Boys with ADHD showed significantly smaller basal ganglia volumes compared with typically developing boys, and LDDMM revealed the groups remarkably differed in basal ganglia shapes. Volume compression was seen bilaterally in the caudate head and body and anterior putamen as well as in the left anterior globus pallidus and right ventral putamen. Volume expansion was most pronounced in the posterior putamen. No volume or shape differences were revealed in girls with ADHD.
The shape compression pattern of basal ganglia in boys with ADHD suggests that ADHD-associated deviations from typical brain development involve multiple frontal-subcortical control loops, including circuits with premotor, oculomotor, and prefrontal cortices. Further investigations employing brain-behavior analyses will help to discern the task-dependent contributions of these circuits to impaired response control that is characteristic of ADHD.
Examination of cerebral cortical structure in children with Attention-Deficit/Hyperactivity Disorder (ADHD) has thus far been principally limited to volume measures. In the current study, an automated surface-based analysis technique was used to examine the ADHD-associated differences in additional morphologic features of cerebral cortical gray matter structure, including surface area, thickness, and cortical folding.
MPRAGE images were acquired from 21 children with ADHD (9 girls) and 35 typically developing controls (15 girls), aged 8–12 years. Statistical difference maps were used to compare mean cortical thickness between groups along the cortical surface. Cortical volume, surface area, mean thickness, and cortical folding were measured within regions of interest, including the right/left hemispheres, frontal, temporal, parietal, and occipital lobes within each hemisphere, and sub-lobar regions.
Children with ADHD showed a decrease in total cerebral volume and total cortical volume of over 7 and 8%, respectively; volume reduction was observed throughout the cortex, with significant reduction in all four lobes bilaterally. The ADHD group also showed a decrease in surface area of over 7% bilaterally, and a significant decrease in cortical folding bilaterally. No significant differences in cortical thickness were detected.
Results from the present study reveal that ADHD is associated with decreased cortical volume, surface area, and folding throughout the cerebral cortex. The findings suggest that decreased cortical folding is a key morphologic feature associated with ADHD. This would be consistent with onset early in neural development and could help to identify neurodevelopmental mechanisms that contribute to ADHD.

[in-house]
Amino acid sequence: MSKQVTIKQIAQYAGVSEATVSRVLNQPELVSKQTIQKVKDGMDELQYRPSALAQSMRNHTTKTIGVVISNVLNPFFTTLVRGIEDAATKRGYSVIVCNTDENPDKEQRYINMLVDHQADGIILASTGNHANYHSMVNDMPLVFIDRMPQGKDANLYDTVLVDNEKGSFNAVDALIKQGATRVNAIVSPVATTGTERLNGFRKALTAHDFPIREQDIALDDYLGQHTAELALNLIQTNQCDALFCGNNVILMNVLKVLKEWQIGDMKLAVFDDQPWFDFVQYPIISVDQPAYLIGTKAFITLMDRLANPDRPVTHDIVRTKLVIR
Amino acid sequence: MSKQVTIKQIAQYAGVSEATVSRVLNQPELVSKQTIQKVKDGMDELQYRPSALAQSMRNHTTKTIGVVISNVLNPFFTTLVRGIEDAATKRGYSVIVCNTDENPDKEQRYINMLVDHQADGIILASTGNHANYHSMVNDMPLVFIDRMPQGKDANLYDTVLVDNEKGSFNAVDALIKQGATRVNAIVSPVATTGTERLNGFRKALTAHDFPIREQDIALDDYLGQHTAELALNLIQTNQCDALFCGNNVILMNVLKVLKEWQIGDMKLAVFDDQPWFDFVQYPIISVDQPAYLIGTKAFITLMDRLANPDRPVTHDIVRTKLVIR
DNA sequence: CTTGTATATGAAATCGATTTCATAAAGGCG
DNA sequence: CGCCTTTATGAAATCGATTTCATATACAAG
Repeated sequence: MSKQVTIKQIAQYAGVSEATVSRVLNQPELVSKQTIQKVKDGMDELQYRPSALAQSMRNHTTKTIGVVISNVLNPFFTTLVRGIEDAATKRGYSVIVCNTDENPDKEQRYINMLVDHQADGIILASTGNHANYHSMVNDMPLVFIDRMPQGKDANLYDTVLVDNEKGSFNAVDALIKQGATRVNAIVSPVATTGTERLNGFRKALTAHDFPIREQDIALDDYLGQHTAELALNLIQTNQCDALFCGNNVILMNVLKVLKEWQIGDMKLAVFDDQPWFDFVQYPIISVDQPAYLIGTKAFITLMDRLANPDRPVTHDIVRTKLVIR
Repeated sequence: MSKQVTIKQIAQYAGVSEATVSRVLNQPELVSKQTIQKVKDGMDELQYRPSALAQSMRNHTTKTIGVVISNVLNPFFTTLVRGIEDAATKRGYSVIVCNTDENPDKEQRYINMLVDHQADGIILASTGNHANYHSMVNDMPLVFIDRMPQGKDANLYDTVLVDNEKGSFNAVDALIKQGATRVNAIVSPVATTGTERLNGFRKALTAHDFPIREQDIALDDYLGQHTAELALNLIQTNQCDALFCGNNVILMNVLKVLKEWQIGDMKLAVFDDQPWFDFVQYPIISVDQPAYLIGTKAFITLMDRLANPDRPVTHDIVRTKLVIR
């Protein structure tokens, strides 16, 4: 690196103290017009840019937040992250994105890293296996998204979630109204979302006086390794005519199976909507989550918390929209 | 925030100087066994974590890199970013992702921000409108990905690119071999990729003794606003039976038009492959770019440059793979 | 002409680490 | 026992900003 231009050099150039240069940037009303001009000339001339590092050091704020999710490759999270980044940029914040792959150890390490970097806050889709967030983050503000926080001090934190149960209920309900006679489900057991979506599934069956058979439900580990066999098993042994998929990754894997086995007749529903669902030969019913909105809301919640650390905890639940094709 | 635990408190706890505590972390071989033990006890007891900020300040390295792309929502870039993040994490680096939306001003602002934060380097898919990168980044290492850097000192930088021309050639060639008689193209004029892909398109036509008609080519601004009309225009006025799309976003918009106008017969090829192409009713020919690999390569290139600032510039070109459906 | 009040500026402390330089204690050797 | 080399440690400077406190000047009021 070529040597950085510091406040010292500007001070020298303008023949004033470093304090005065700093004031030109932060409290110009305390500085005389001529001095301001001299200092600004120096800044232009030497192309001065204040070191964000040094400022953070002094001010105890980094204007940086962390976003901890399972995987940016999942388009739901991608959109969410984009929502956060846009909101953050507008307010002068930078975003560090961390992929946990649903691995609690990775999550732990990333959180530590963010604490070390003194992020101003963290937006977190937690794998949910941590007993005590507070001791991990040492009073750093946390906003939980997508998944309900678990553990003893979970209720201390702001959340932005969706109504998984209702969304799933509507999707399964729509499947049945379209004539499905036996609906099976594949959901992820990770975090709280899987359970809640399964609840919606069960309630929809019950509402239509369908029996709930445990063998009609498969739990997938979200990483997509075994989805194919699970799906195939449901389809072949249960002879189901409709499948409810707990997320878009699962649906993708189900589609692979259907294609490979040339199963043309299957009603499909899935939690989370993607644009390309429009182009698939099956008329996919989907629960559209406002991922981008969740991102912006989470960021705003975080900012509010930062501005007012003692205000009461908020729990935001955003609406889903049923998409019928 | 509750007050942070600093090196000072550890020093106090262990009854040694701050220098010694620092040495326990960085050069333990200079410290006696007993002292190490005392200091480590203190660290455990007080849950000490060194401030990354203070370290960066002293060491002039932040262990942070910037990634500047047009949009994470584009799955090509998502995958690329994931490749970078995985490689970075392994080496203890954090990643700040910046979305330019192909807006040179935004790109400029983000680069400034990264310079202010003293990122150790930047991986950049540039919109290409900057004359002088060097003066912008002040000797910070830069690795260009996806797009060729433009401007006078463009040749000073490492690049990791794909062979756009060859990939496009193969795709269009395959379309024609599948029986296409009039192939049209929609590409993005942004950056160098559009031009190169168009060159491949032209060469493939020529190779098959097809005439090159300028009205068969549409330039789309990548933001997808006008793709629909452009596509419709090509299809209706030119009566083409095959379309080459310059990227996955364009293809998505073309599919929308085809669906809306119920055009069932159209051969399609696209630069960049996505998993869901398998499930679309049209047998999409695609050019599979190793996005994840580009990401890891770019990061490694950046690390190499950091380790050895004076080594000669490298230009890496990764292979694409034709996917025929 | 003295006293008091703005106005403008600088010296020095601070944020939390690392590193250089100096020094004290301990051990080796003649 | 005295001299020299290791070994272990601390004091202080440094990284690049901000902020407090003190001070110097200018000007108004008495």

MRI; ADHD; cortical folding; gyrification; cortical thickness
Interstimulus “jitter” involves randomization of intervals between successive stimulus events, and can facilitate performance on go/no-go tests among healthy adults, though its effect in clinical populations is unclear. Children with Attention-deficit/Hyperactivity Disorder (ADHD) commonly exhibit deficient response control, leading to increased intra-subject variability (ISV), which has been linked to anomalous functioning within frontal circuits, as well as their interaction with posterior “default mode” regions. We examined effects of interstimulus jitter on response variability in 39 children, ages 9–14 years (25 ADHD, 14 controls). Participants completed 2 computerized go/no-go tests: one with fixed interstimulus interval (ISI) and one with jittered ISI. Repeated measures analysis of variance (ANOVA) revealed a significant group-by test interaction, such that introduction of jitter produced a significant decrease in ISV among children with ADHD, but not among controls. Whereas children with ADHD were significantly more variable than controls on the go/no-go test with fixed ISI, their performance with jittered ISI was equivalent to that of controls. Jittering stimulus presentation provides a nonpharmacologic mechanism for improving response control in ADHD. This bottom-up approach may be mediated by increases in vigilance through noradrenergic circuits that facilitate maintenance of frontal circuits critical to response control.
Executive function; Childhood; Variability; Attention; Continuous performance test; Noradrenergic; Locus ceruleus
A total of 37 children ages 8 to 14 years, screened for word-reading difficulties (23 with attention-deficit/hyperactivity disorder, ADHD; 14 controls) completed oral reading and rapid automatized naming (RAN) tests. RAN trials were segmented into pause and articulation time and intraindividual variability. There were no group differences on reading or RAN variables. Color- and letter-naming pause times and number-naming articulation time were significant predictors of reading fluency. In contrast, number and letter pause variability were predictors of comprehension. Results support analysis of subcomponents of RAN and add to literature emphasizing intraindividual variability as a marker for response preparation, which has relevance to reading comprehension.